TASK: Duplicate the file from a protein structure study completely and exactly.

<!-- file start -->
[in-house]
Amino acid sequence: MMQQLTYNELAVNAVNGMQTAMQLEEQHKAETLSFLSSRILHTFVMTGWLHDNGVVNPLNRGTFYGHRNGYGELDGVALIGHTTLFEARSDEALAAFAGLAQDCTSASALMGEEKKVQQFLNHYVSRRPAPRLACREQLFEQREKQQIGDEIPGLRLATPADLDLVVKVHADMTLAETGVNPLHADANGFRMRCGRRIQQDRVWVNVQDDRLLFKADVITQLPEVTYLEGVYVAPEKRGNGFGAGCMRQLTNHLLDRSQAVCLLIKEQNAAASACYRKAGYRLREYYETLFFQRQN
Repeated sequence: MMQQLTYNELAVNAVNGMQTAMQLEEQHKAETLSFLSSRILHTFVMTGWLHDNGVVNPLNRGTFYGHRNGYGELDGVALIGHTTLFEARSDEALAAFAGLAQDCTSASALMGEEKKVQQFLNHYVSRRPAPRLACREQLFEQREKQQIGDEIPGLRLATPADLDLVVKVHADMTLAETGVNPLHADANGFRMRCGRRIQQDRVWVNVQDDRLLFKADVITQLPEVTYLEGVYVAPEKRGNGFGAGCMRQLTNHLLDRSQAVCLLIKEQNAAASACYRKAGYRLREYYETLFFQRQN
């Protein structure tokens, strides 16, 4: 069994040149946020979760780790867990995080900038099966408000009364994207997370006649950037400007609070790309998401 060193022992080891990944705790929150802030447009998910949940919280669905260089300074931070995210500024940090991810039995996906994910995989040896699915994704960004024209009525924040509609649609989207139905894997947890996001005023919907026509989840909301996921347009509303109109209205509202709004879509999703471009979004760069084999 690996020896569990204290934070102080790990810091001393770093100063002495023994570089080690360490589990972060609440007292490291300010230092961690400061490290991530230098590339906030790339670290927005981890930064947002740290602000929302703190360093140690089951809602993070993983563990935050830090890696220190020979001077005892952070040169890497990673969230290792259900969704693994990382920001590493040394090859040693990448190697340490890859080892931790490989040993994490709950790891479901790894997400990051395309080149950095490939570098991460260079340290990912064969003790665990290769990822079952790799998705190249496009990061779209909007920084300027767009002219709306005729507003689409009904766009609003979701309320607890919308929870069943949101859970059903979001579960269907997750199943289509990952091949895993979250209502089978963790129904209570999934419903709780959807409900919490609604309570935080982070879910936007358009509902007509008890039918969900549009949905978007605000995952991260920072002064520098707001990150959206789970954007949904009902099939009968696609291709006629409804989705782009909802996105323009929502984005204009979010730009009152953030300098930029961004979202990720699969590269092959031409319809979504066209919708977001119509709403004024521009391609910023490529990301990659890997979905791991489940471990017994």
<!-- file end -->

[in-house]
Amino acid sequence: MMQQLTYNELAVNAVNGMQTAMQLEEQHKAETLSFLSSRILHTFVMTGWLHDNGVVNPLNRGTFYGHRNGYGELDGVALIGHTTLFEARSDEALAAFAGLAQDCTSASALMGEEKKVQQFLNHYVSRRPAPRLACREQLFEQREKQQIGDEIPGLRLATPADLDLVVKVHADMTLAETGVNPLHADANGFRMRCGRRIQQDRVWVNVQDDRLLFKADVITQLPEVTYLEGVYVAPEKRGNGFGAGCMRQLTNHLLDRSQAVCLLIKEQNAAASACYRKAGYRLREYYETLFFQRQN
Repeated sequence: MMQQLTYNELAVNAVNGMQTAMQLEEQHKAETLSFLSSRILHTFVMTGWLHDNGVVNPLNRGTFYGHRNGYGELDGVALIGHTTLFEARSDEALAAFAGLAQDCTSASALMGEEKKVQQFLNHYVSRRPAPRLACREQLFEQREKQQIGDEIPGLRLATPADLDLVVKVHADMTLAETGVNPLHADANGFRMRCGRRIQQDRVWVNVQDDRLLFKADVITQLPEVTYLEGVYVAPEKRGNGFGAGCMRQLTNHLLDRSQAVCLLIKEQNAAASACYRKAGYRLREYYETLFFQRQN
């Protein structure tokens, strides 16, 4: 069994040149946020979760780790867990995080900038099966408000009364994207997370006649950037400007609070790309998401 060193022992080891990944705790929150802030447009998910949940919280669905260089300074931070995210500024940090991810039995996906994910995989040896699915994704960004024209009525924040509609649609989207139905894997947890996001005023919907026509989840909301996921347009509303109109209205509202709004879509999703471009979004760069084999 690996020896569990204290934070102080790990810091001393770093100063002495023994570089080690360490589990972060609440007292490291300010230092961690400061490290991530230098590339906030790339670290927005981890930064947002740290602000929302703190360093140690089951809602993070993983563990935050830090890696220190020979001077005892952070040169890497990673969230290792259900969704693994990382920001590493040394090859040693990448190697340490890859080892931790490989040993994490709950790891479901790894997400990051395309080149950095490939570098991460260079340290990912064969003790665990290769990822079952790799998705190249496009990061779209909007920084300027767009002219709306005729507003689409009904766009609003979701309320607890919308929870069943949101859970059903979001579960269907997750199943289509990952091949895993979250209502089978963790129904209570999934419903709780959807409900919490609604309570935080982070879910936007358009509902007509008890039918969900549009949905978007605000995952991260920072002064520098707001990150959206789970954007949904009902099939009968696609291709006629409804989705782009909802996105323009929502984005204009979010730009009152953030300098930029961004979202990720699969590269092959031409319809979504066209919708977001119509709403004024521009391609910023490529990301990659890997979905791991489940471990017994």